If your bloodstream has higher levels of nitric oxide, it will result in increased blood flow, helping to supply your muscles with the blood they need when you’re pumping.
Hence why this ingredient typically is included in pre-workout formulas, so you can look awesome at the gym.
Are There Any Vegan Magic Pills?
Yes, that was a rhetorical question. But just to make one thing clear from the get-go:
There are no magic pills or shortcuts when it comes to achieving your health goals, building an impressive physique, or getting stronger.
Proper diet and training should always be the #1 priority, for good reasons.
First, get the basics right:
That entails eating mostly nutrient-dense whole foods, hitting your calories and macros consistently every day, going to the gym and putting all of your efforts into adding both weights and reps to exercises, and that's what will give you 90-95% of results.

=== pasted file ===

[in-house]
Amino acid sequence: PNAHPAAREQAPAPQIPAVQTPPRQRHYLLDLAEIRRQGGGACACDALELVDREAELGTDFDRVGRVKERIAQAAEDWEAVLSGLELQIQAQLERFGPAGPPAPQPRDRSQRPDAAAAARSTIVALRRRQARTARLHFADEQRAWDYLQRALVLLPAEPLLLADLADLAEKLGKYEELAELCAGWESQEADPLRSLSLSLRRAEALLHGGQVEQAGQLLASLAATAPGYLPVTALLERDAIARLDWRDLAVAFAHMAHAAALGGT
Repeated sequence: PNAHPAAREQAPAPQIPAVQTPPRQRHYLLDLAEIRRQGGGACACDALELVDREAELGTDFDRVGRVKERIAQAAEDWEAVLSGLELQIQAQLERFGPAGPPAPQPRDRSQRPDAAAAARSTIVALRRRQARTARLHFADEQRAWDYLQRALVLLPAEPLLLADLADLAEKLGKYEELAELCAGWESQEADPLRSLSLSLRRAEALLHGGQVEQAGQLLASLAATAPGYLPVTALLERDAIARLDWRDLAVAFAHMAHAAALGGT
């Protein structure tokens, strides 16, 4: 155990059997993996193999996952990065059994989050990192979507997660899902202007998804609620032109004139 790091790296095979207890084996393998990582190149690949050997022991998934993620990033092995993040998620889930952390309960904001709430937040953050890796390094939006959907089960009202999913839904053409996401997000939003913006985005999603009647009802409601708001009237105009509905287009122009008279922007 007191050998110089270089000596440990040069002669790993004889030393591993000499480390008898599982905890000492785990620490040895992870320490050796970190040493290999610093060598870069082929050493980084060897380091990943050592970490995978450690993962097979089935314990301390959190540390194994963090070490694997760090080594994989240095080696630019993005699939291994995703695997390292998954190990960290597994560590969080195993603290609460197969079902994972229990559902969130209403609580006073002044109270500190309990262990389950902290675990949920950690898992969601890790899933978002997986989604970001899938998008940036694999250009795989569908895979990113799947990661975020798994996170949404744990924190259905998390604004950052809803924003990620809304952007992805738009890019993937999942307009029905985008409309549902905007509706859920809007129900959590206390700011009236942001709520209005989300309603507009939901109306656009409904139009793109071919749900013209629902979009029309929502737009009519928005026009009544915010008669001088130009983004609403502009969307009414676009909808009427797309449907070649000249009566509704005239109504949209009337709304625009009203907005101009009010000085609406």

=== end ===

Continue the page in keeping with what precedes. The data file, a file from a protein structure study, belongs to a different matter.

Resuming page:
Whether you take beta-alanine or not doesn't matter if your nutrition and training aren't en pointe.
With that out of the way, the right vegan supplements can indeed be quite helpful. But you also have to take the right approach to supplementation. Throwing spaghetti (supplements) against the wall (in your body) and seeing what sticks is not a good way of doing things.
Every supplement or ingredient you choose to put in your body should serve a specific function:
Notice the choice of words. 'Fill in nutritional gaps' and 'a slight edge.' Nowhere did I say that supplements should serve as substitutes for whole foods or that they will magically transform you into Arnold Schwarzenegger.
They are what the term 'supplements' implies, things that supplement an already-sensible vegan diet.
The Bottom Line
Apart from these supplements, you might want to check out these too:
Hopefully, you now have a better grasp of what vegan supplements are available and how they work!